A. Tinea pedis ("athlete's foot") is the most common dermatophyte infection. Tinea pedis infection is usually related to sweating, warmth, and oclusive footwear. The infection often presents as white, macerated areas in the third or fourth toe webs or as chronic dry, scaly hyperkeratosis of the soles and heels.
B. Occasionally, tinea pedis may produce acute, highly inflamed, sterile vesicles at distant sites (arms, chest, sides of fingers). Referred to as the "dermatophytid" or "id" reaction, these vesicles probably represent an immunologic response to the fungus; they subside when the primary infection is controlled. The "id" reaction can be the only manifestation of an asymptomatic web space infection.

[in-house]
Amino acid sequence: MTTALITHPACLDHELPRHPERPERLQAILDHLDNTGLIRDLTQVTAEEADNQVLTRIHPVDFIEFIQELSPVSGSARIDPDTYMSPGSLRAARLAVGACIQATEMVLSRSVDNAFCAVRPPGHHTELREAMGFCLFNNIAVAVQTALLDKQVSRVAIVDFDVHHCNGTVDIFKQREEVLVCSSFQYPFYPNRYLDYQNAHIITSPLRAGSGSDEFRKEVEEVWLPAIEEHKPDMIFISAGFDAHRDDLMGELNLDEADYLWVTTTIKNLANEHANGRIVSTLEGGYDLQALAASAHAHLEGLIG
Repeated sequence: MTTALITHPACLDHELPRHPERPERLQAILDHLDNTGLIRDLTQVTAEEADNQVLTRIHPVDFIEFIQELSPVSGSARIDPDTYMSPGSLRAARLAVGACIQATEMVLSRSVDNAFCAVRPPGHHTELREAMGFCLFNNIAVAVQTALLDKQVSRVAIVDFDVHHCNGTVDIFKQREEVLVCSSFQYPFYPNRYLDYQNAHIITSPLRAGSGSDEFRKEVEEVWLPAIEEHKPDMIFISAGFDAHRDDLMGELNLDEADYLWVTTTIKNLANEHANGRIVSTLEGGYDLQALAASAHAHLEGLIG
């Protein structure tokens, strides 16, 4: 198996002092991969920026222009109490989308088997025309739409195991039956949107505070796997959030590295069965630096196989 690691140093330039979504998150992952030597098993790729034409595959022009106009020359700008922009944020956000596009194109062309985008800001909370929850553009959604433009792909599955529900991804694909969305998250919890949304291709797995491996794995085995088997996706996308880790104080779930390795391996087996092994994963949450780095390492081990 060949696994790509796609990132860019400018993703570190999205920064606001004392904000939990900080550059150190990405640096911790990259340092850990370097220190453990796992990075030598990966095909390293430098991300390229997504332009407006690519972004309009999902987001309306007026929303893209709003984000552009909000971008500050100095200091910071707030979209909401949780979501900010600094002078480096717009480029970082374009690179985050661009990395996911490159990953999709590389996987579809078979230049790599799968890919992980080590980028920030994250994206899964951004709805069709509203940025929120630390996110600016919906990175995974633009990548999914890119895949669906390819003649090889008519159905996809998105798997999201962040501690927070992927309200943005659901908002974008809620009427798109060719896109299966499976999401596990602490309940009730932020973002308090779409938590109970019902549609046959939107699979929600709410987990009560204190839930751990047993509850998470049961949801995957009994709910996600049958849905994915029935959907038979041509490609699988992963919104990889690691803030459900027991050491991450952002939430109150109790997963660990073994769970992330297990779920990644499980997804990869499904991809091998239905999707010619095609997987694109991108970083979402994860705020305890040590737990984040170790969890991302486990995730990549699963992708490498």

C. Tinea pedis is often treated with topical therapy. Oral itraconazole and terbinafine are more efficacious in the treatment of hyperkeratotic tinea pedis. Once-weekly dosing with fluconazole is another option, especially in noncompliant patients.
VII. Tinea manuum is a fungal infection of the hands. Tinea manuum presents with erythema and mild scaling on the dorsal aspect of the hands or as a chronic, dry, scaly hyperkeratosis of the palms. When the palms are infected, the feet are also commonly infected. Treatment options are the same as for tinea pedis.
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